IHT Loophole Tempts Elderly To Buy Bigger Homes

Inheritance tax advice has taken a U-turn after Chancellor George Osborne unintentionally opened a legal loophole for pensioners.

In his Summer Budget, Osborne confirmed a Tory election manifesto promise to expand the nil rate band for inheritance to £1 million from £650,000.

Claiming the extra £350,000 takes some working out – but wealthy married pensioners who have downsized their homes and hold cash or other investments can benefit if they are smart.

Instead of downsizing, says Ian Dyall, head of estate planning at advice firm Towry, they should upsize to a home worth £350,000.

Effectively that gives each a £325,000 nil rate inheritance tax (IHT) band – and an unused nil rate band can be passed to the surviving spouse. That makes £650,000 in cash and assets that can pass down the line tax-free.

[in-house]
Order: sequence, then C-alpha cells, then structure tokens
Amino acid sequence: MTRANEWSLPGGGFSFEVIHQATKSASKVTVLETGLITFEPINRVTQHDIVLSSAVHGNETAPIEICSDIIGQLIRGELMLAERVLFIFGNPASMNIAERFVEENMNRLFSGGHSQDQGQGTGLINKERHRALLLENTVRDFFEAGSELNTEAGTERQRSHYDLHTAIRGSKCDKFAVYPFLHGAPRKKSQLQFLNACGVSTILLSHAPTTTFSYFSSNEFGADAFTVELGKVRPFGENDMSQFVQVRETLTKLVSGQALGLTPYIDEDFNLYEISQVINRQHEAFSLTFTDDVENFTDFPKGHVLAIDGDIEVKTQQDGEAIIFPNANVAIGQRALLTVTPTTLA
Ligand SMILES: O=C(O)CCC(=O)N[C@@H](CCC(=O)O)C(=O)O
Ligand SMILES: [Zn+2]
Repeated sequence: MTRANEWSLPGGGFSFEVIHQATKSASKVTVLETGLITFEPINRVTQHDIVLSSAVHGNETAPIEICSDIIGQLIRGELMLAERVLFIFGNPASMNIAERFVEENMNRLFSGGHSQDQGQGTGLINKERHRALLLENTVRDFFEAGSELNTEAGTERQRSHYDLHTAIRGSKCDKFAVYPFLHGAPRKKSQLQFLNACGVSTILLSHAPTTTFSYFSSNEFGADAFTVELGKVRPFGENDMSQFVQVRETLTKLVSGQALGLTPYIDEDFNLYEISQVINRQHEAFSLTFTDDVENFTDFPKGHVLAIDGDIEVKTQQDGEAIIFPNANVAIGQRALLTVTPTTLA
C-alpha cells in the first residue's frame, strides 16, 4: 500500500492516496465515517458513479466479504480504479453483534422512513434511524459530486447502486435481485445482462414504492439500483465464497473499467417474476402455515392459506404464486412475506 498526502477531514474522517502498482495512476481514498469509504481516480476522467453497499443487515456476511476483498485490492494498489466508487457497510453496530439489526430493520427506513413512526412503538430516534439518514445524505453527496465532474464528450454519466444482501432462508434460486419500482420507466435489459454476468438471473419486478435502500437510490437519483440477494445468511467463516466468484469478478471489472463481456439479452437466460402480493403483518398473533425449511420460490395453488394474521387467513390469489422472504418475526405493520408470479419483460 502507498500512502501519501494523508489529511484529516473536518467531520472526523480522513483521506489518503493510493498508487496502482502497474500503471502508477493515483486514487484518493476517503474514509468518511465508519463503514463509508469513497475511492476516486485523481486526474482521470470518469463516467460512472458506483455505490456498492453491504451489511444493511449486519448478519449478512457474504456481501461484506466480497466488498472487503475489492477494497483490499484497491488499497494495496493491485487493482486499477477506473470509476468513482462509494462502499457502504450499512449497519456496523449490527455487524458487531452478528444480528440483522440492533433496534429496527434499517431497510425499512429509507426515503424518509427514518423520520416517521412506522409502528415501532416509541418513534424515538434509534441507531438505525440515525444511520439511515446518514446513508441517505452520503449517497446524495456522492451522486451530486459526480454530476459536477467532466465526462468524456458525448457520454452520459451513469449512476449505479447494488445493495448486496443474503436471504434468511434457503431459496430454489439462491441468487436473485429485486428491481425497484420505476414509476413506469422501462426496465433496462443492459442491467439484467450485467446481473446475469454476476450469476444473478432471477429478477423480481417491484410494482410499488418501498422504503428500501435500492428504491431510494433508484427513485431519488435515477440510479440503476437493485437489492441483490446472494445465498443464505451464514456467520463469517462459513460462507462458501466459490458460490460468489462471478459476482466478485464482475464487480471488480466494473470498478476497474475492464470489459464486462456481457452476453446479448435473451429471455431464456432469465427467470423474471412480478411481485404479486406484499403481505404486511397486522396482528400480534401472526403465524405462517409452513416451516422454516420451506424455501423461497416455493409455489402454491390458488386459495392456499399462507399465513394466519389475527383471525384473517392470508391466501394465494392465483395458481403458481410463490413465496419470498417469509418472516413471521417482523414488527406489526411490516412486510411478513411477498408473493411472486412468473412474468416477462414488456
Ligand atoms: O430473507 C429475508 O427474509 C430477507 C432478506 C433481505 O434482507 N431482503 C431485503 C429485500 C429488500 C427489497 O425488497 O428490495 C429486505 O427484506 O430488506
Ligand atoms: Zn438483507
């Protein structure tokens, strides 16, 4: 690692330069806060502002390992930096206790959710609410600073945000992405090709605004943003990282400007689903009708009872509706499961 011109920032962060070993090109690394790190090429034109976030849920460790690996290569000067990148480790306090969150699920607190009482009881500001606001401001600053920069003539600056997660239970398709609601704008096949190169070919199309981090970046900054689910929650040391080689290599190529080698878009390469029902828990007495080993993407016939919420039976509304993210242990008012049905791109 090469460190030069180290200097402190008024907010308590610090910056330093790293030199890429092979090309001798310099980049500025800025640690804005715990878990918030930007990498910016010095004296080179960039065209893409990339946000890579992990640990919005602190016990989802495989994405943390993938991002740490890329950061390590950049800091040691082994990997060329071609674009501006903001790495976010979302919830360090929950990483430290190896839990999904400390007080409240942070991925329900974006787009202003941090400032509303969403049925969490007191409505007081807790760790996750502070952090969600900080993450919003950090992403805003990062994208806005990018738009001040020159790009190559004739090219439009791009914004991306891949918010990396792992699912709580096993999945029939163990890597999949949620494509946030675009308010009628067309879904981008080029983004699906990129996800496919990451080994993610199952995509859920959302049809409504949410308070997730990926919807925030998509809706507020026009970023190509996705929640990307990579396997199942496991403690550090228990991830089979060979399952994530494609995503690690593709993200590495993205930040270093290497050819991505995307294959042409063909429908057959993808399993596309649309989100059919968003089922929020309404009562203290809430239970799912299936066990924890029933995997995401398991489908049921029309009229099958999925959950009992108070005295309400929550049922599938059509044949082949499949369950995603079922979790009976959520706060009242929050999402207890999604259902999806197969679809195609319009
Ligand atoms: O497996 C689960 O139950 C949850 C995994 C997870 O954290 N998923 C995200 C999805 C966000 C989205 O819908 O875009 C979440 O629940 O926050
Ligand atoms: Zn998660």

Save £140,000 in tax

Add to that the extra £175,000 IHT family home allowance for each spouse and that totals £1 million that in property and other assets that can be passed on to family or loved ones without paying any tax.

If that £350,000 remained in savings or investments rather than property, the entire amount would be taxed at 40% – a bill for the estate of £140,000.

Instead, the property can be passed on and sold shortly after inheritance without incurring any capital gains tax bill – assuming the value remained around the same as on the date the surviving spouse died.

Dyall explains conventional tax planning involves older homeowners downsizing to convert their assets to cash, but under the new rules, if they do so they are potentially missing out on a significant tax saving on their estate.

The new family home allowance takes effect from April 6, 2017.

Rising home prices

Osborne has also confirmed that IHT bandings and rates will remain as they are until the end of this Parliament in 2020.

“These new rules are like to make elder people reconsider about downsizing to protect their wealth,” said Dyall. “The idea was to keep an election promise so couples could pass on their home to their families or loved ones.

“I can see couples moving to larger rather than smaller properties to take advantage of the family home allowance.”

He also explained that more families are likely to come within the scope of IHT over the next five years despite the new allowance as the rising price of homes is expected to push on until at least 2021.